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David G has posted 32 annotations/comments since 22 January 2016.

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About Friday 27 October 1665

David G  •  Link

Was the conversation with the Duke of Albemarle where the formal job offer was made and accepted?

About Sunday 6 August 1665

David G  •  Link

Not likely that the maid was combing for lice since Sam shaved his head when he started wearing a wig. Maybe she was arranging the wig?

About Monday 10 July 1665

David G  •  Link

A “nest of puppies”: It appears that this expression was rarely used between Pepys’ era and the current decade but suddenly has become common once again.

About Friday 7 July 1665

David G  •  Link

Like William Wright, I had never heard of Tent as a type of wine. I googled “vessel of tent” and every hit but one — an article in an Australian newspaper from 1884 — was to the diary. My guess is that Tent was in favor briefly and British taste in wine then moved on to claret, hock, sherry and port.

About Tuesday 30 May 1665

David G  •  Link

In response to Tony Eldridge's question from ten years ago, back in the seventeenth century, insurance served two functions. First, it could transfer the risk of loss from the owner of property to a third party (now, an insurance company; then, a wealthy person willing to risk capital in exchange for a profit if no claims were presented). Second, it was a form of gambling. That is, one could purchase insurance on property owned by someone else and if that person suffers a loss, the policyholder could present a claim to the insurer. This latter type of insurance presented a moral hazard, that is, it tempted policyholders to commit crimes in order to collect on an insurance policy, e.g., someone might buy insurance on a ship owned by a third party and then hire a pirate to capture the ship. To eliminate the moral hazard, Parliament enacted laws in the 1720s requiring a policyholder to have an "insurable interest" in any property that the insurance policy covers, that is, the policyholder must have a very good reason for avoiding a claim such as owning or leasing the property that the insurance policy covers. Similarly, I can purchase a life insurance policy that covers my spouse but cannot buy life insurance on a neighbor who lives across the street.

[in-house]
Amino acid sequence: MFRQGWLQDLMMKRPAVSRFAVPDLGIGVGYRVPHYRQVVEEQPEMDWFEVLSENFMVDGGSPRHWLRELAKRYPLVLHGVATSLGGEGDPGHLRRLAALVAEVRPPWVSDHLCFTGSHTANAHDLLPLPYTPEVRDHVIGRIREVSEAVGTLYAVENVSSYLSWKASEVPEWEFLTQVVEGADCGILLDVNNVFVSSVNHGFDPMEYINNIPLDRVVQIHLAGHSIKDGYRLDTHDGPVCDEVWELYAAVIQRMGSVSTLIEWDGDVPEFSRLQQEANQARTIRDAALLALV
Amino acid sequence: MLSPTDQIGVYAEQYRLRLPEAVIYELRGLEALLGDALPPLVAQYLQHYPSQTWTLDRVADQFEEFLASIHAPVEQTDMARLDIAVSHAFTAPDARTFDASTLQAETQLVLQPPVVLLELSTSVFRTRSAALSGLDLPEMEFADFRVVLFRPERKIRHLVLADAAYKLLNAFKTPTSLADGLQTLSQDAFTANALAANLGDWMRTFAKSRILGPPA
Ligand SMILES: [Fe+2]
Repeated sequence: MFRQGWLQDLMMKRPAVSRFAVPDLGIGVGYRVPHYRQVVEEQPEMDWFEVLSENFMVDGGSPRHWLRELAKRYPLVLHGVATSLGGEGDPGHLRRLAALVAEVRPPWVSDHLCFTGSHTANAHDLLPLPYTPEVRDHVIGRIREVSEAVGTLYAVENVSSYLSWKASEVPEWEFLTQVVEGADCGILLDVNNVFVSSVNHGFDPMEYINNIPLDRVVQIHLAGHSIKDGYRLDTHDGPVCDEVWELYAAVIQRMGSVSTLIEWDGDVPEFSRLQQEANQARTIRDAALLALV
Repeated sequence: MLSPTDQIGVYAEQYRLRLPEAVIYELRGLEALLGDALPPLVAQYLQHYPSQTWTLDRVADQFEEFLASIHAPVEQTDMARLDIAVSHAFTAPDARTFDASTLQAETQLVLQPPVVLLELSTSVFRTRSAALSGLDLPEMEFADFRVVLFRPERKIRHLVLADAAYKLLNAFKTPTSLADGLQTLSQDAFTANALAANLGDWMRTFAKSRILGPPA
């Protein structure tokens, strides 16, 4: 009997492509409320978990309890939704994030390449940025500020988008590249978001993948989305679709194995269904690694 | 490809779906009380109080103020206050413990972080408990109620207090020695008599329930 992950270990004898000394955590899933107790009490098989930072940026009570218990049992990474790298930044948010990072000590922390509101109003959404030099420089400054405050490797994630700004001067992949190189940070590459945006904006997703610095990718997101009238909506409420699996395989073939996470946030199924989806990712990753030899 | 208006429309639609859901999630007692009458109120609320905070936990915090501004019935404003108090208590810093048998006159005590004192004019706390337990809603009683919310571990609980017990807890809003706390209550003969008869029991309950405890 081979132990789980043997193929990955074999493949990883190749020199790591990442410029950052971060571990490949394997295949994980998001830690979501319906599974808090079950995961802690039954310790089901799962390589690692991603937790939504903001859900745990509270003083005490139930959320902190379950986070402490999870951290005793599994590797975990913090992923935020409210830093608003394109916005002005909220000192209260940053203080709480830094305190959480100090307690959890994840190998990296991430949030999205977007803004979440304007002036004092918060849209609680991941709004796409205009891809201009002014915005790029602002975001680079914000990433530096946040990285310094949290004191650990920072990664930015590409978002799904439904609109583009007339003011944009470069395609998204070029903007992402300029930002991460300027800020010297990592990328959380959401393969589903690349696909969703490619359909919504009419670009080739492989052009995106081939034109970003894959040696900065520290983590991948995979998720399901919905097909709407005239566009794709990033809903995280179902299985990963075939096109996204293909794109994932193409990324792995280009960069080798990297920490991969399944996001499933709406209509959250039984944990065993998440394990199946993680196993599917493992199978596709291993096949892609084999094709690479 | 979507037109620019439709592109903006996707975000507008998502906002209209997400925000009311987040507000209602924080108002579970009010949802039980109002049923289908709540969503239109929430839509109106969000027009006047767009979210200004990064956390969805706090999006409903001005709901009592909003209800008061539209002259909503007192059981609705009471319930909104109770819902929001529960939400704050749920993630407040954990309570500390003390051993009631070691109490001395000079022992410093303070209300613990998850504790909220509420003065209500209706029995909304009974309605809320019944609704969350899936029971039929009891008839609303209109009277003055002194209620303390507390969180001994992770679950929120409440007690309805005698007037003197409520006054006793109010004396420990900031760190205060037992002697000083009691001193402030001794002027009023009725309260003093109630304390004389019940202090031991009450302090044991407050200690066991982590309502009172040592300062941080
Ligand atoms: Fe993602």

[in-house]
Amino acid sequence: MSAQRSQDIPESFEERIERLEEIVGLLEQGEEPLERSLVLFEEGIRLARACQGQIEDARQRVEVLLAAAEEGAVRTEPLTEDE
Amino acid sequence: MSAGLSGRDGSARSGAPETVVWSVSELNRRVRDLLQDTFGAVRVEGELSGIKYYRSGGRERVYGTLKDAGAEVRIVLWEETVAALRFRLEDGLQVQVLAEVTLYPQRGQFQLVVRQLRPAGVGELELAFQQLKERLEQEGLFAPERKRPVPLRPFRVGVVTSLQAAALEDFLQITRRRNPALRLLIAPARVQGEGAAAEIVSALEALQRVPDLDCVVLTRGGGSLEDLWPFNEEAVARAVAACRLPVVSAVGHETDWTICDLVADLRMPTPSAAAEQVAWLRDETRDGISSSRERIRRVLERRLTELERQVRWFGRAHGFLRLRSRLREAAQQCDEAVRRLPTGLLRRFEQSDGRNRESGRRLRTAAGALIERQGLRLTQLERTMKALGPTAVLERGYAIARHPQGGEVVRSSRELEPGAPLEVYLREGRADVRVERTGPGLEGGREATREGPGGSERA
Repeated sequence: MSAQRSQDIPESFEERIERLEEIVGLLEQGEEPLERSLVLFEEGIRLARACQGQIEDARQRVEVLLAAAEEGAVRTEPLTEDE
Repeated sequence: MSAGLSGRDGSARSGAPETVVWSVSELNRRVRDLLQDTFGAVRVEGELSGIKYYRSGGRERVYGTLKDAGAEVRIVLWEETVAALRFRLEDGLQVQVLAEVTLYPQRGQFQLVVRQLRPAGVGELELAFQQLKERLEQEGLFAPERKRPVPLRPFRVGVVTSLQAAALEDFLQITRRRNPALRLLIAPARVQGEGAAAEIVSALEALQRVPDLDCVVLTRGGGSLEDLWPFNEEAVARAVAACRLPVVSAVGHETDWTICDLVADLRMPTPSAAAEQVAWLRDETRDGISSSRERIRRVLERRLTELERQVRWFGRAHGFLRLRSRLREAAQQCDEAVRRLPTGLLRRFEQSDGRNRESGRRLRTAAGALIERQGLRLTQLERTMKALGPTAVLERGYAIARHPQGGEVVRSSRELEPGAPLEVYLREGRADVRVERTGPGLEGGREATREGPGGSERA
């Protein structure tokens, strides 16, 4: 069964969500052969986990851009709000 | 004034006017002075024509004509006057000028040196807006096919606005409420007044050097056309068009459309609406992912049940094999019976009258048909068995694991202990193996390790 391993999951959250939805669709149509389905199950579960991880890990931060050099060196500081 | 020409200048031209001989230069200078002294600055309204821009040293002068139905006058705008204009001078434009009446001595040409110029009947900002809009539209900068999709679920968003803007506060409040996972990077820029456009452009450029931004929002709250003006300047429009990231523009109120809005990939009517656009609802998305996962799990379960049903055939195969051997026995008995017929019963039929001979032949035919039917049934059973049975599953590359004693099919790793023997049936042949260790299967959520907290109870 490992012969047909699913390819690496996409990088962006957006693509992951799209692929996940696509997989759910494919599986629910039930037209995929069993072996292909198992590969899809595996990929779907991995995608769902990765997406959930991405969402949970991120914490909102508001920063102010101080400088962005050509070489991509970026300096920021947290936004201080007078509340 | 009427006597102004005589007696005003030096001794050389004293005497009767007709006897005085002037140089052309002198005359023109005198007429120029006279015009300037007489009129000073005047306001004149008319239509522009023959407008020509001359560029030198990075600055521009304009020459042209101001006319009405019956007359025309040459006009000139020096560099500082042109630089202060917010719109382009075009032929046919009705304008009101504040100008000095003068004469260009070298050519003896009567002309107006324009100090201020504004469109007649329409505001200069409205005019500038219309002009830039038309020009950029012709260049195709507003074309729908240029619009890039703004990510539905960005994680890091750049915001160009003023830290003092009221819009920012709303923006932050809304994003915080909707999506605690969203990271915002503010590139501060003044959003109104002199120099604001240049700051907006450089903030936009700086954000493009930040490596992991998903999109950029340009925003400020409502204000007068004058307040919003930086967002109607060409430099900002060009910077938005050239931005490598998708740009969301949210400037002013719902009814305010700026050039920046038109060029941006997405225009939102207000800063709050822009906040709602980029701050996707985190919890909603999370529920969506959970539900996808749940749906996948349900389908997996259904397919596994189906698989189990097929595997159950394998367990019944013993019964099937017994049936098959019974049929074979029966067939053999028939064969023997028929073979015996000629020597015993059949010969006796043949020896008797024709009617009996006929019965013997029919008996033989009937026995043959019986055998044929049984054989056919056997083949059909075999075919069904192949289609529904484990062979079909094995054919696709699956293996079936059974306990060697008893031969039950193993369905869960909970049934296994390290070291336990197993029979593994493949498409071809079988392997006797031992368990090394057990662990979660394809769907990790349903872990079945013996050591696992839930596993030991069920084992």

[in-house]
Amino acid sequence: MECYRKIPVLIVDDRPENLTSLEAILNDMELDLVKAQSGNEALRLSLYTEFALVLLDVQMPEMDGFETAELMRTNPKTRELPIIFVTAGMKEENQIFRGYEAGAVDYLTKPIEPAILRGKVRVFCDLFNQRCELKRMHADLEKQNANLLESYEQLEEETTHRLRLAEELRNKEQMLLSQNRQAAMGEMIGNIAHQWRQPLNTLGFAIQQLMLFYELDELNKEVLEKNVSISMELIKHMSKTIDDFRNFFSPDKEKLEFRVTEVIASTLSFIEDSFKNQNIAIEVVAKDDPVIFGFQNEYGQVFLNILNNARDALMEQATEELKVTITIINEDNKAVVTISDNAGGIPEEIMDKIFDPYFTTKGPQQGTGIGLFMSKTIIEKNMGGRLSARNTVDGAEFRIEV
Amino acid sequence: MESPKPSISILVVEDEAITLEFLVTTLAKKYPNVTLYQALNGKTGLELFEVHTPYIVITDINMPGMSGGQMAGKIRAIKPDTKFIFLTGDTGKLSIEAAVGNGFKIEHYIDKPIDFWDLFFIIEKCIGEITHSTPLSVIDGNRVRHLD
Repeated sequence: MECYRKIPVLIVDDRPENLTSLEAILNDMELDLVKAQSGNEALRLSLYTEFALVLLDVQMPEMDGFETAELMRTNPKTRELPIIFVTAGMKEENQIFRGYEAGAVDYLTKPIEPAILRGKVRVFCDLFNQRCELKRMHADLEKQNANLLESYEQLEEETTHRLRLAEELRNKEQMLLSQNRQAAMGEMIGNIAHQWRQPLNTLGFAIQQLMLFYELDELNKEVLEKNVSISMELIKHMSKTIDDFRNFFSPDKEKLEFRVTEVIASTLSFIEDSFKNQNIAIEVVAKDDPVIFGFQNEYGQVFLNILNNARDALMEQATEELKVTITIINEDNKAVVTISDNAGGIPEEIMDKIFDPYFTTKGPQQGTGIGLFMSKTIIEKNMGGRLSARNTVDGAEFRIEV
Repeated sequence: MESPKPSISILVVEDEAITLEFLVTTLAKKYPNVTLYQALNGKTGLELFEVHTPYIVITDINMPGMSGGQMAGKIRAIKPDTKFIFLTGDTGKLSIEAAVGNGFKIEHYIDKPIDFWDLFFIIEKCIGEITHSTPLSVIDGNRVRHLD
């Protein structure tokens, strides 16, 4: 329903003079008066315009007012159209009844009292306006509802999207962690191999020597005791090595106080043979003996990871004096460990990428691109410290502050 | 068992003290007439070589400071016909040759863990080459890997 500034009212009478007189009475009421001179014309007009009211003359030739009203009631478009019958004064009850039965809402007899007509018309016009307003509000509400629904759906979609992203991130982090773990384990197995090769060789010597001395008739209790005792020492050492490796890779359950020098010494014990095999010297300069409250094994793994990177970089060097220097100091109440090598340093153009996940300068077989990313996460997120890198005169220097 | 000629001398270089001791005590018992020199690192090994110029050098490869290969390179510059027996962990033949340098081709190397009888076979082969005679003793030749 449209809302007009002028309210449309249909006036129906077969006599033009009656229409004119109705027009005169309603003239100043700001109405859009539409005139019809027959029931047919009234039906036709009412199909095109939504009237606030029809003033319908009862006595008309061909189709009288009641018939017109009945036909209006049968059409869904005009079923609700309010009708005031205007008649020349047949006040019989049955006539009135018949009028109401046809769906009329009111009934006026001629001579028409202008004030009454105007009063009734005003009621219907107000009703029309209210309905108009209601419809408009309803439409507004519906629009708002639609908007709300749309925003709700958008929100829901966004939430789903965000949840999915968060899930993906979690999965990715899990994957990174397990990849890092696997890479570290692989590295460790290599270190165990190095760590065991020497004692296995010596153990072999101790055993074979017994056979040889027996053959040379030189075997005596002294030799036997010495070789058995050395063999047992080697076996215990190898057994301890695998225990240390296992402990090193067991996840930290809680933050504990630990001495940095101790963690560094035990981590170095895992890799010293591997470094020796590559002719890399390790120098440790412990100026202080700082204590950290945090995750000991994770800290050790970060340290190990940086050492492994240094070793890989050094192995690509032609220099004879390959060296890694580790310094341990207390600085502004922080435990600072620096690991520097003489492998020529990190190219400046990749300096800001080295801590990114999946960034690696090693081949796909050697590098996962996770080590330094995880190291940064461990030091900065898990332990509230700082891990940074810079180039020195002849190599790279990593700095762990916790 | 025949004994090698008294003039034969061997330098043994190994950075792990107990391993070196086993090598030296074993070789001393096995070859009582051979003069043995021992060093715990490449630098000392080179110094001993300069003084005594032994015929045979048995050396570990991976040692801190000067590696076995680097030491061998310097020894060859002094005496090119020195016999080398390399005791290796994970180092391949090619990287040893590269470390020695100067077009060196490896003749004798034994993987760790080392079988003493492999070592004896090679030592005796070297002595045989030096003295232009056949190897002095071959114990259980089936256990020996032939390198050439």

In this instance, Sam and Sir George Carteret are discussing the first type of insurance -- the type we still have today -- because they were talking about buying insurance for "our goods." There was no rule then, and there really is no rule now, preventing someone from buying insurance on a cargo after the ship has sailed and before anything has happened to the cargo. As it turned out, however, the Dutch captured the ships carrying the Hamburg cargo before Sam and Sir George got around to buying insurance. All in all, the Dutch war does not seem to have been well managed.

About Wednesday 12 April 1665

David G  •  Link

One wonders how incompetent the government really was -- how can it have been a surprise to Southampton that the Dutch war was going to be very expensive and that the Treasury would need to raise vast amounts of money to keep the navy at sea? But apparently it was a surprise.

It is a treat for the modern reader when Pepys quotes someone as extensively as he does in this entry. To think that this is what someone actually said (or close to it) more than 350 years ago.

About Saturday 4 February 1664/65

David G  •  Link

Going back to the posts ten years ago, I assume that Jane was paid quarterly, that she was either one or two months into the current quarter (one would think that the quarter began on the first of January, so we’re a month in, though the text suggests that we’re two months in), and that Sam is paying her for the full quarter, to Bess’s great annoyance (in part because Sam was expressing dissatisfaction with her decision to discharge Jane and possibly in part because the money came out of the housekeeping budget).

About Tuesday 22 November 1664

David G  •  Link

Sam ends the day's entry by saying that got home at 1:00 a.m., so references in other diary entries to a late night probably meant a night that ended before midnight.

About Sunday 23 October 1664

David G  •  Link

I wish he had told us how he managed to talk his uninvited guest Mr Fuller into leaving right after the meal so the afternoon could be devoted to looking at plates with Mr Cooper.